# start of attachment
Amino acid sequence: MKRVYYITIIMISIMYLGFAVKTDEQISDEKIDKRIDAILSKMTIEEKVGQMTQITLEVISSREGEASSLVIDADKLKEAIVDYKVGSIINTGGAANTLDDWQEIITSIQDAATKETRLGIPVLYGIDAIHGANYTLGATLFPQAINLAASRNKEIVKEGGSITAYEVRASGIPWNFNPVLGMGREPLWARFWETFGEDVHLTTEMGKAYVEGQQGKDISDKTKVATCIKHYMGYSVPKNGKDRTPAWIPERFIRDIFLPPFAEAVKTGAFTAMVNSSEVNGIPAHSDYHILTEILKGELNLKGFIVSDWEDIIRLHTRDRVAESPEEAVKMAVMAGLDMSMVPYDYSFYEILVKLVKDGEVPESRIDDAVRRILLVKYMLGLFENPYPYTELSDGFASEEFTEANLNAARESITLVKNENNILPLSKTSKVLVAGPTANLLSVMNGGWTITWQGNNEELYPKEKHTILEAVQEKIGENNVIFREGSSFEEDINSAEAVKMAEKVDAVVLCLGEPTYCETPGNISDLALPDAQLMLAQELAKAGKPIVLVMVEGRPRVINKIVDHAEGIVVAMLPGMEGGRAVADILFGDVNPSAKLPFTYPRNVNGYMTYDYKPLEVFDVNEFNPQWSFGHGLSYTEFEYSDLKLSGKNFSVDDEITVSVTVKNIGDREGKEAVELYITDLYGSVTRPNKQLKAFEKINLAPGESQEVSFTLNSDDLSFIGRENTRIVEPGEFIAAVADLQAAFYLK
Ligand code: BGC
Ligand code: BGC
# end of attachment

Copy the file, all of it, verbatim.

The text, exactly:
Amino acid sequence: MKRVYYITIIMISIMYLGFAVKTDEQISDEKIDKRIDAILSKMTIEEKVGQMTQITLEVISSREGEASSLVIDADKLKEAIVDYKVGSIINTGGAANTLDDWQEIITSIQDAATKETRLGIPVLYGIDAIHGANYTLGATLFPQAINLAASRNKEIVKEGGSITAYEVRASGIPWNFNPVLGMGREPLWARFWETFGEDVHLTTEMGKAYVEGQQGKDISDKTKVATCIKHYMGYSVPKNGKDRTPAWIPERFIRDIFLPPFAEAVKTGAFTAMVNSSEVNGIPAHSDYHILTEILKGELNLKGFIVSDWEDIIRLHTRDRVAESPEEAVKMAVMAGLDMSMVPYDYSFYEILVKLVKDGEVPESRIDDAVRRILLVKYMLGLFENPYPYTELSDGFASEEFTEANLNAARESITLVKNENNILPLSKTSKVLVAGPTANLLSVMNGGWTITWQGNNEELYPKEKHTILEAVQEKIGENNVIFREGSSFEEDINSAEAVKMAEKVDAVVLCLGEPTYCETPGNISDLALPDAQLMLAQELAKAGKPIVLVMVEGRPRVINKIVDHAEGIVVAMLPGMEGGRAVADILFGDVNPSAKLPFTYPRNVNGYMTYDYKPLEVFDVNEFNPQWSFGHGLSYTEFEYSDLKLSGKNFSVDDEITVSVTVKNIGDREGKEAVELYITDLYGSVTRPNKQLKAFEKINLAPGESQEVSFTLNSDDLSFIGRENTRIVEPGEFIAAVADLQAAFYLK
Ligand code: BGC
Ligand code: BGC